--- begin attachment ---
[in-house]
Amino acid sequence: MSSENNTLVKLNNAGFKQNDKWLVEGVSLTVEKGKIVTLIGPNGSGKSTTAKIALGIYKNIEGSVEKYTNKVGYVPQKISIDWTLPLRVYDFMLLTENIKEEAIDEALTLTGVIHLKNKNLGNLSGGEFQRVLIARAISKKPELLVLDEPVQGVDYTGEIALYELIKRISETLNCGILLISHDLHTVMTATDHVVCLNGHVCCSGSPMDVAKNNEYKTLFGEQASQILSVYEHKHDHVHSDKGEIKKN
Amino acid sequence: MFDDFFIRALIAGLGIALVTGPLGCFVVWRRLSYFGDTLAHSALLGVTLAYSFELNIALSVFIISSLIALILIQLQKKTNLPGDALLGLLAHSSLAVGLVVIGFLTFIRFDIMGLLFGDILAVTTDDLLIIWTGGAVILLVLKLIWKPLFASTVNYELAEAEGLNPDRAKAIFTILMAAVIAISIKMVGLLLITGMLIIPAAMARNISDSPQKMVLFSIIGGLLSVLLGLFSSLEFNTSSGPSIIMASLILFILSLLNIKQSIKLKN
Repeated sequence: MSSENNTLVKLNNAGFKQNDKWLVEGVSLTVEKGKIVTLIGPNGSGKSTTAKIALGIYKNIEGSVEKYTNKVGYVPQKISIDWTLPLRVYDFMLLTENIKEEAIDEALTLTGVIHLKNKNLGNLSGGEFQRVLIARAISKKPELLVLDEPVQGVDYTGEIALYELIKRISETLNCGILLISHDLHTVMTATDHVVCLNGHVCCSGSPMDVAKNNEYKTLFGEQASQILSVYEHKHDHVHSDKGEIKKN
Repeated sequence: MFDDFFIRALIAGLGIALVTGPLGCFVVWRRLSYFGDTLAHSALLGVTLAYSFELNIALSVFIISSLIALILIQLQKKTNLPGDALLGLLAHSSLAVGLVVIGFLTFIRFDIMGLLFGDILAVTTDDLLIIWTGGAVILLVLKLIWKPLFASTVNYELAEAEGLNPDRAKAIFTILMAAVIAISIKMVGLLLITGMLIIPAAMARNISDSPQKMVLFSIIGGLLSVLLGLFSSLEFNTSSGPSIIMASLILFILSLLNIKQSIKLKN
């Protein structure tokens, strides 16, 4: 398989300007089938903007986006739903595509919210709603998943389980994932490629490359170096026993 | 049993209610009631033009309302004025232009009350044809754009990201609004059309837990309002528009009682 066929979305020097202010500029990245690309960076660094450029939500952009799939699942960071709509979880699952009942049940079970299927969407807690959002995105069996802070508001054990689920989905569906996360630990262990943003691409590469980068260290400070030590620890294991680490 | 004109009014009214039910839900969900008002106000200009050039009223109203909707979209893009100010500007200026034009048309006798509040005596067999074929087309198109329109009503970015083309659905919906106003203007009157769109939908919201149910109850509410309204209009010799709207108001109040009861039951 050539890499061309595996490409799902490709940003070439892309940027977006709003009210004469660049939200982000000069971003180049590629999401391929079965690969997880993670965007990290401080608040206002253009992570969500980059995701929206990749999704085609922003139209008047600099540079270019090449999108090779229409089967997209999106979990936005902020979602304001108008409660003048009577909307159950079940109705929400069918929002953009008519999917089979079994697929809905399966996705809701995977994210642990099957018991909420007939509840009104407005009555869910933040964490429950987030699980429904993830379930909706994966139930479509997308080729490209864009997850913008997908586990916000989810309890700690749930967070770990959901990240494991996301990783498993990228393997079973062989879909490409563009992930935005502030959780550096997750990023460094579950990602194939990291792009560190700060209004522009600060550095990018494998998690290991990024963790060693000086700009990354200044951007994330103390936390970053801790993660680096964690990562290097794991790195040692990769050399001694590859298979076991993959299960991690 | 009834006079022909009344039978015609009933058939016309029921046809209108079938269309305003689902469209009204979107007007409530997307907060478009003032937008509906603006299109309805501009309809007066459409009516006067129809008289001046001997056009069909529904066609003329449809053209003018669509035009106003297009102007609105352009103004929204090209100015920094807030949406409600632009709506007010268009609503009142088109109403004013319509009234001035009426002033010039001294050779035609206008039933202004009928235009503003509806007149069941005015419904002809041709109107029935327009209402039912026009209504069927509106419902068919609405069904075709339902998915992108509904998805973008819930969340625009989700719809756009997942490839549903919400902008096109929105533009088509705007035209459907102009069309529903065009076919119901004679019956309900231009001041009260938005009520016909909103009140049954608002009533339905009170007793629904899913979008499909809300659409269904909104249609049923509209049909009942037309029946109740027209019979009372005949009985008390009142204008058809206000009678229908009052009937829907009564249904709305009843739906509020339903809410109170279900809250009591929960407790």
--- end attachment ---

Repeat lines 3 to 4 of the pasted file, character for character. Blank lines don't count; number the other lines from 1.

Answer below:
Amino acid sequence: MFDDFFIRALIAGLGIALVTGPLGCFVVWRRLSYFGDTLAHSALLGVTLAYSFELNIALSVFIISSLIALILIQLQKKTNLPGDALLGLLAHSSLAVGLVVIGFLTFIRFDIMGLLFGDILAVTTDDLLIIWTGGAVILLVLKLIWKPLFASTVNYELAEAEGLNPDRAKAIFTILMAAVIAISIKMVGLLLITGMLIIPAAMARNISDSPQKMVLFSIIGGLLSVLLGLFSSLEFNTSSGPSIIMASLILFILSLLNIKQSIKLKN
Repeated sequence: MSSENNTLVKLNNAGFKQNDKWLVEGVSLTVEKGKIVTLIGPNGSGKSTTAKIALGIYKNIEGSVEKYTNKVGYVPQKISIDWTLPLRVYDFMLLTENIKEEAIDEALTLTGVIHLKNKNLGNLSGGEFQRVLIARAISKKPELLVLDEPVQGVDYTGEIALYELIKRISETLNCGILLISHDLHTVMTATDHVVCLNGHVCCSGSPMDVAKNNEYKTLFGEQASQILSVYEHKHDHVHSDKGEIKKN